Monthly Archives: August 2009

A rabbit trail on kissing

Yesterday morning at Huron Baptist Church, Pastor Steve Thomas concluded his series of sermons on 1 Peter. Our text was the final three verses of the book:

12 With the help of Silas, whom I regard as a faithful brother, I have written to you briefly, encouraging you and testifying that this is the true grace of God. Stand fast in it. 13 She who is in Babylon, chosen together with you, sends you her greetings, and so does my son Mark. 14 Greet one another with a kiss of love. Peace to all of you who are in Christ.

Verse 14 always seems to illicit some laughs, doesn’t it? But why is that?

The standard explanation is that the kiss was the cultural greeting of that day; we have simply replaced it with our standard cultural greeting, the handshake. And this is doubtlessly true. Some cultures today still commonly practice a kiss as a greeting; I recall that during the summer that I traveled to Europe on a mission team from Bob Jones University, most guys on the team were at least a bit antsy at the prospect of being kissed full on the lips by a Russian brother.

I’m going to make my point here brief: the reality is that while both the kiss of greeting and the handshake are cultural expressions that have very similar functions, they are not identical in meaning. I would also suspect that our substitution of the arm’s-length handshake for the kiss is related to one of the most unchristian characteristics of our society: a radical individualism that considers the deep one-anotherness of Christian community invasive and uncomfortable.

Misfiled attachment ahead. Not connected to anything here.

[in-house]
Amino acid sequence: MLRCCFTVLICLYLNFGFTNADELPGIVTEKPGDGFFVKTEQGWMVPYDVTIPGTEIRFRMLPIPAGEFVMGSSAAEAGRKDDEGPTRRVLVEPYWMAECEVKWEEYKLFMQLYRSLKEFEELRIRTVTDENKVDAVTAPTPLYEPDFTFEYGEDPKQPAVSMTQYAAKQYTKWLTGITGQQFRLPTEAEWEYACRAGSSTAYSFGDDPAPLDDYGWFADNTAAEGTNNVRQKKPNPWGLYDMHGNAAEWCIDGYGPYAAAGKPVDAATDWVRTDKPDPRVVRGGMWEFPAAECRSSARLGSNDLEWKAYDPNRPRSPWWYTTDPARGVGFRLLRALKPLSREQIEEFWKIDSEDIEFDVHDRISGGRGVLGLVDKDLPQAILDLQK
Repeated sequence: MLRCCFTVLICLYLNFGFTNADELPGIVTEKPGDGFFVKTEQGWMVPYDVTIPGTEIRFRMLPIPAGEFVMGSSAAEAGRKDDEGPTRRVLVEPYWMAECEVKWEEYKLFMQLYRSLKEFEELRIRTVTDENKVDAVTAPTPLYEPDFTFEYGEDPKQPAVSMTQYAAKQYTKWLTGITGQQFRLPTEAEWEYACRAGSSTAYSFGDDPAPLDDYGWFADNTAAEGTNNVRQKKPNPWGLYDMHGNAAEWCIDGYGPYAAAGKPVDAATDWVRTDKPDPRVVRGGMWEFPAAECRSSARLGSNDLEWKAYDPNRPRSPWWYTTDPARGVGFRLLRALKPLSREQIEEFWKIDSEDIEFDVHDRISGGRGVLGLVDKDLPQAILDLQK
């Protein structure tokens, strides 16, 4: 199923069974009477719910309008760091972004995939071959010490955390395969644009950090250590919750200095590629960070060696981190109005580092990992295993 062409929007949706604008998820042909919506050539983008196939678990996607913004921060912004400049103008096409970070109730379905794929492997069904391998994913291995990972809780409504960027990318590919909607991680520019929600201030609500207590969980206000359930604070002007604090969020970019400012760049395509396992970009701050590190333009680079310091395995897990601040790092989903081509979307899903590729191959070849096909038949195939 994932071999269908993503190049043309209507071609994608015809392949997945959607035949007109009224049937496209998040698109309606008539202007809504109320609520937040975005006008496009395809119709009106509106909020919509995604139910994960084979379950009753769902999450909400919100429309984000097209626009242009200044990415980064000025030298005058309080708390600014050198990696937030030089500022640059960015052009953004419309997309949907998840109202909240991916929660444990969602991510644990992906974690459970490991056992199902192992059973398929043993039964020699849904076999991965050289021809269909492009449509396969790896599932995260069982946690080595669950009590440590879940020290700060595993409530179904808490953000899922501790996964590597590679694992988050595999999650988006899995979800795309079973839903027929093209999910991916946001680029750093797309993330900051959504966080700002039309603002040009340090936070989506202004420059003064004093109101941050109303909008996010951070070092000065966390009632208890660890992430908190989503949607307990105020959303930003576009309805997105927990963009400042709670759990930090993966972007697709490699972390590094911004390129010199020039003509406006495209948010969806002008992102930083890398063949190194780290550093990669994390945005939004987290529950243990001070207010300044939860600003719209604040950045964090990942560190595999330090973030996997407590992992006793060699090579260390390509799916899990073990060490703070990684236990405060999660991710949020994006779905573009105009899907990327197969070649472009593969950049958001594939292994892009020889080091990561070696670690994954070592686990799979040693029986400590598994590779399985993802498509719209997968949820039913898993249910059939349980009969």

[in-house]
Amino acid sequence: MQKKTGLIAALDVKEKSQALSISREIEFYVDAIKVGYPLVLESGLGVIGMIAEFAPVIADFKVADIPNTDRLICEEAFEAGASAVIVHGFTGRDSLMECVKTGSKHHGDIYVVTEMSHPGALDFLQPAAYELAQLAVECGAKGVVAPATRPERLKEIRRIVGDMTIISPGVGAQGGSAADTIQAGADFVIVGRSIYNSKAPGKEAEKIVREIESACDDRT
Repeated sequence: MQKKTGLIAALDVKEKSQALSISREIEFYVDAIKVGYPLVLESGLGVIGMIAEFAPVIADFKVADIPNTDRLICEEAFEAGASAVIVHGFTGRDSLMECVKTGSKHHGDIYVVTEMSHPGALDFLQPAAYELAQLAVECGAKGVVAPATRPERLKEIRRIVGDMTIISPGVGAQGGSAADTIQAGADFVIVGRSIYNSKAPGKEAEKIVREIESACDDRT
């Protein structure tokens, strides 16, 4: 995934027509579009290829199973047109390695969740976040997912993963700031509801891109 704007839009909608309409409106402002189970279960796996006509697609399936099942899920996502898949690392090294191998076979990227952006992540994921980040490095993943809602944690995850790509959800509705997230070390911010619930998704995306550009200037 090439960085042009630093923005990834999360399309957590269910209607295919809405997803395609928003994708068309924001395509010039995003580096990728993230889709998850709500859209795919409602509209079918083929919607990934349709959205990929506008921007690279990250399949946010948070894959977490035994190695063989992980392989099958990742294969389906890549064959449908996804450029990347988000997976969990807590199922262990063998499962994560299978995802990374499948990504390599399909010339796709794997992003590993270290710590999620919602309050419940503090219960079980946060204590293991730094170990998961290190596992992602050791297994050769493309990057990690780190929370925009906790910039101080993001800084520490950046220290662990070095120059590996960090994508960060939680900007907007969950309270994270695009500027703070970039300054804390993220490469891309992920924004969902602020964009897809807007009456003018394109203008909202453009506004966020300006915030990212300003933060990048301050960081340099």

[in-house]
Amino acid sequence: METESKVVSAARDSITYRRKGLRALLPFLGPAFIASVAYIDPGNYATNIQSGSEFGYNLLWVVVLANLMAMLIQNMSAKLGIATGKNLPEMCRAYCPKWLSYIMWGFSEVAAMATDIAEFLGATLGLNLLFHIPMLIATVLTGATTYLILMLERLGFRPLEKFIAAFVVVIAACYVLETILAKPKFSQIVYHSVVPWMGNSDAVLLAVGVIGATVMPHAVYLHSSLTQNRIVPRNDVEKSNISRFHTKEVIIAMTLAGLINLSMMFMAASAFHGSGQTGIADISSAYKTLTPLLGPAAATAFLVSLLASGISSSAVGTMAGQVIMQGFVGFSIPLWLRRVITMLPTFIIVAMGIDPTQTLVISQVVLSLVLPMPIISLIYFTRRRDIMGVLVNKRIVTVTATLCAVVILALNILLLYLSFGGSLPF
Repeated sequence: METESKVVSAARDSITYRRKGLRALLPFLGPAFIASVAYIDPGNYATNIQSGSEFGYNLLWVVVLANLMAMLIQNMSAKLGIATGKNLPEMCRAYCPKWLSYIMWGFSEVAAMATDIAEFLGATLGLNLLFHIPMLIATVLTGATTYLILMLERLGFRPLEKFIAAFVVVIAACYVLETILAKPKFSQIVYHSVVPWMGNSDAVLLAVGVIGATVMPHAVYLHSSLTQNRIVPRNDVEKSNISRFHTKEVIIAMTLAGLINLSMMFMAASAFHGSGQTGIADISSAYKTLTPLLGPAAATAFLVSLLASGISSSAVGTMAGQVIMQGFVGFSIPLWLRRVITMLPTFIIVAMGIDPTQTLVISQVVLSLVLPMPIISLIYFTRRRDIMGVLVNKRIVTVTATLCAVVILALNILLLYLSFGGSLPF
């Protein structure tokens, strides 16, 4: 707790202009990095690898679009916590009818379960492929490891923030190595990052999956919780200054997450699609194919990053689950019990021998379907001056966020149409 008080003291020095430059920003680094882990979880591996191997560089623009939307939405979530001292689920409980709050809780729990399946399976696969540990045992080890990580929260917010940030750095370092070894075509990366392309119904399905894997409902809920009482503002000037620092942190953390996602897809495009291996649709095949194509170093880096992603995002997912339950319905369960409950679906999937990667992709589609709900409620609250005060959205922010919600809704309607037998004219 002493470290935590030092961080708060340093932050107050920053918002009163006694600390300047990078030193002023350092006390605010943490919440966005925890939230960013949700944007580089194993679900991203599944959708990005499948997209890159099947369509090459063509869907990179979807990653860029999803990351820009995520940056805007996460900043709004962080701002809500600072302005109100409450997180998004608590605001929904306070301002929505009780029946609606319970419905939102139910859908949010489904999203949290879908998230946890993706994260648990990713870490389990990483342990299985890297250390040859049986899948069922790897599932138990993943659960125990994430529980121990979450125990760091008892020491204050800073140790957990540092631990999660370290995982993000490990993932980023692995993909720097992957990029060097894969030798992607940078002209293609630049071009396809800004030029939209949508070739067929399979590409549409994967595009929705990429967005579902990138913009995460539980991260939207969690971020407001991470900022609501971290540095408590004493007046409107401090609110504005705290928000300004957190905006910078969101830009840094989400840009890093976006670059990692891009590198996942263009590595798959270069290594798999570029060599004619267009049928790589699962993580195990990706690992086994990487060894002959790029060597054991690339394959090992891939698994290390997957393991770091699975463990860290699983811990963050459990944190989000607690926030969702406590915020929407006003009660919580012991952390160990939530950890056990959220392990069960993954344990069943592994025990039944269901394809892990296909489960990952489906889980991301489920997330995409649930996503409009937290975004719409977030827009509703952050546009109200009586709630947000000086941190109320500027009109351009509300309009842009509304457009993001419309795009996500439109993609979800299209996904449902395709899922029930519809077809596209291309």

The reality is that cultural forms carry meaning in themselves. And whether such meaning is associative or intrinsic is irrelevant to this point: if the form carries meaning, we must evaluate its meaning. The handshake is a contextualization of the kiss of greeting, but we must acknowledge at least some level of difference in meaning. And the same would be true if we tried to substitute other greeting rituals. What about a high five? A chest bump? Punching a buddy in the shoulder? These may all be acceptable forms of cultural greeting, but do they accomplish (within the setting of the corporate gathering of the church, where the kiss of greeting would have occurred) the same thing as the kiss of greeting?

Could a culturally acceptable expression of greeting actually be anti-Christian?

Note well: this post is not expressing any settled conclusions on my part regarding a re-institution of the kiss of greeting. I think we have something worth thinking about here, but those who know me needn’t avoid me at public gatherings out of fear of being kissed.